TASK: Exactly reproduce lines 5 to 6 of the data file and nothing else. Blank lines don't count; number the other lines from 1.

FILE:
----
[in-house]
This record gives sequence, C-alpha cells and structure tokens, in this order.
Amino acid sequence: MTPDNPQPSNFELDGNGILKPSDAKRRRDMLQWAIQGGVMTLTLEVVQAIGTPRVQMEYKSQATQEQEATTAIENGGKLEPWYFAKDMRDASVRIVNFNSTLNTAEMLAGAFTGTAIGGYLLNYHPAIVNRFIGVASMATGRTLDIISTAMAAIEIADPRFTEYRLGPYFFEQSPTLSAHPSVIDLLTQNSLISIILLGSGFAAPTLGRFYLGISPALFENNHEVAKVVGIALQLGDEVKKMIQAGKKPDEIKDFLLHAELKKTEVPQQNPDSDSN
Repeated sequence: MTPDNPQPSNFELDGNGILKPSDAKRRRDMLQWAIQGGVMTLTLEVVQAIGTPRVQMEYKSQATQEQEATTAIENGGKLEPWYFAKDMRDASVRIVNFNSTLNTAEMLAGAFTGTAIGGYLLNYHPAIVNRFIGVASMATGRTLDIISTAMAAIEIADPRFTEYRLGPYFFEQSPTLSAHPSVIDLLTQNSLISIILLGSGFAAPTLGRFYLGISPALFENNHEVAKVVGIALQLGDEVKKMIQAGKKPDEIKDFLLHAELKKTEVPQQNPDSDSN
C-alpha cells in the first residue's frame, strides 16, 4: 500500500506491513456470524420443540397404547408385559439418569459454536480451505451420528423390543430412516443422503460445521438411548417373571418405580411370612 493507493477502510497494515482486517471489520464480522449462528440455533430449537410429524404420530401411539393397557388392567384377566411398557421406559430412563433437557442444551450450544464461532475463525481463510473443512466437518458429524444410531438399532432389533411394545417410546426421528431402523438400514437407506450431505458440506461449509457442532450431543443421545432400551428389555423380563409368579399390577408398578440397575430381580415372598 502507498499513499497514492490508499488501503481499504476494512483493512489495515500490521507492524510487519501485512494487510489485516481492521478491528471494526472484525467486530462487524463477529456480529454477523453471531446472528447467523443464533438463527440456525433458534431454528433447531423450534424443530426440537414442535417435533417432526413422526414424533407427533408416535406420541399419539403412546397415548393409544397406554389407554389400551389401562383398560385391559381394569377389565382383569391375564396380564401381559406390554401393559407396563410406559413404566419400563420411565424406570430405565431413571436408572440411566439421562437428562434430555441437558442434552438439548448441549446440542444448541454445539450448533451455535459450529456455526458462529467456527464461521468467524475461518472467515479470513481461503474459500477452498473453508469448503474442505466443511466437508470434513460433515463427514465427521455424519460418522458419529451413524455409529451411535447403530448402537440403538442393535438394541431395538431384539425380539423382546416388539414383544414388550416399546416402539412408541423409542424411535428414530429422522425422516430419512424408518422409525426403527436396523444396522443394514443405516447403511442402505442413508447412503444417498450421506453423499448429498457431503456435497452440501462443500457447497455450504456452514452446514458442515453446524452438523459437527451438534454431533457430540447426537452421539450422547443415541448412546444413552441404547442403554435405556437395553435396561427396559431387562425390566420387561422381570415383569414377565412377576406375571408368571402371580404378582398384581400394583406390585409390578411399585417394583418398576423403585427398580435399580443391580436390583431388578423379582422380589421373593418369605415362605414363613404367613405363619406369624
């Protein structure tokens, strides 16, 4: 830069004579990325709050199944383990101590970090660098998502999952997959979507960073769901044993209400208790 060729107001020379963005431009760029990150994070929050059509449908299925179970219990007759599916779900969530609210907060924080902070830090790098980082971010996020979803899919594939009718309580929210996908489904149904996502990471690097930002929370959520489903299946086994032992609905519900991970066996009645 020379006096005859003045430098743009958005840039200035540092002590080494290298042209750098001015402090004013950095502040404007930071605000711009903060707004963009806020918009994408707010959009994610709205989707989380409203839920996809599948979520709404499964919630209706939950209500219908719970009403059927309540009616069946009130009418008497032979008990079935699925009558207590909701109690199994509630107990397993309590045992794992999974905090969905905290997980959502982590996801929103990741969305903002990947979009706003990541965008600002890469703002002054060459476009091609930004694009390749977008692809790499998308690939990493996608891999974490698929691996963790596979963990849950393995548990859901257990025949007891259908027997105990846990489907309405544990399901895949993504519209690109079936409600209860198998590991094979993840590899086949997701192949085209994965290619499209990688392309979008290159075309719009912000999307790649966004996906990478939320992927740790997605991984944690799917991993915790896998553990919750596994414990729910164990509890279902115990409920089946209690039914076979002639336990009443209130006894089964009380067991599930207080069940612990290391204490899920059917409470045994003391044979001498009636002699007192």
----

C-alpha cells in the first residue's frame, strides 16, 4: 500500500506491513456470524420443540397404547408385559439418569459454536480451505451420528423390543430412516443422503460445521438411548417373571418405580411370612 493507493477502510497494515482486517471489520464480522449462528440455533430449537410429524404420530401411539393397557388392567384377566411398557421406559430412563433437557442444551450450544464461532475463525481463510473443512466437518458429524444410531438399532432389533411394545417410546426421528431402523438400514437407506450431505458440506461449509457442532450431543443421545432400551428389555423380563409368579399390577408398578440397575430381580415372598 502507498499513499497514492490508499488501503481499504476494512483493512489495515500490521507492524510487519501485512494487510489485516481492521478491528471494526472484525467486530462487524463477529456480529454477523453471531446472528447467523443464533438463527440456525433458534431454528433447531423450534424443530426440537414442535417435533417432526413422526414424533407427533408416535406420541399419539403412546397415548393409544397406554389407554389400551389401562383398560385391559381394569377389565382383569391375564396380564401381559406390554401393559407396563410406559413404566419400563420411565424406570430405565431413571436408572440411566439421562437428562434430555441437558442434552438439548448441549446440542444448541454445539450448533451455535459450529456455526458462529467456527464461521468467524475461518472467515479470513481461503474459500477452498473453508469448503474442505466443511466437508470434513460433515463427514465427521455424519460418522458419529451413524455409529451411535447403530448402537440403538442393535438394541431395538431384539425380539423382546416388539414383544414388550416399546416402539412408541423409542424411535428414530429422522425422516430419512424408518422409525426403527436396523444396522443394514443405516447403511442402505442413508447412503444417498450421506453423499448429498457431503456435497452440501462443500457447497455450504456452514452446514458442515453446524452438523459437527451438534454431533457430540447426537452421539450422547443415541448412546444413552441404547442403554435405556437395553435396561427396559431387562425390566420387561422381570415383569414377565412377576406375571408368571402371580404378582398384581400394583406390585409390578411399585417394583418398576423403585427398580435399580443391580436390583431388578423379582422380589421373593418369605415362605414363613404367613405363619406369624
């Protein structure tokens, strides 16, 4: 830069004579990325709050199944383990101590970090660098998502999952997959979507960073769901044993209400208790 060729107001020379963005431009760029990150994070929050059509449908299925179970219990007759599916779900969530609210907060924080902070830090790098980082971010996020979803899919594939009718309580929210996908489904149904996502990471690097930002929370959520489903299946086994032992609905519900991970066996009645 020379006096005859003045430098743009958005840039200035540092002590080494290298042209750098001015402090004013950095502040404007930071605000711009903060707004963009806020918009994408707010959009994610709205989707989380409203839920996809599948979520709404499964919630209706939950209500219908719970009403059927309540009616069946009130009418008497032979008990079935699925009558207590909701109690199994509630107990397993309590045992794992999974905090969905905290997980959502982590996801929103990741969305903002990947979009706003990541965008600002890469703002002054060459476009091609930004694009390749977008692809790499998308690939990493996608891999974490698929691996963790596979963990849950393995548990859901257990025949007891259908027997105990846990489907309405544990399901895949993504519209690109079936409600209860198998590991094979993840590899086949997701192949085209994965290619499209990688392309979008290159075309719009912000999307790649966004996906990478939320992927740790997605991984944690799917991993915790896998553990919750596994414990729910164990509890279902115990409920089946209690039914076979002639336990009443209130006894089964009380067991599930207080069940612990290391204490899920059917409470045994003391044979001498009636002699007192």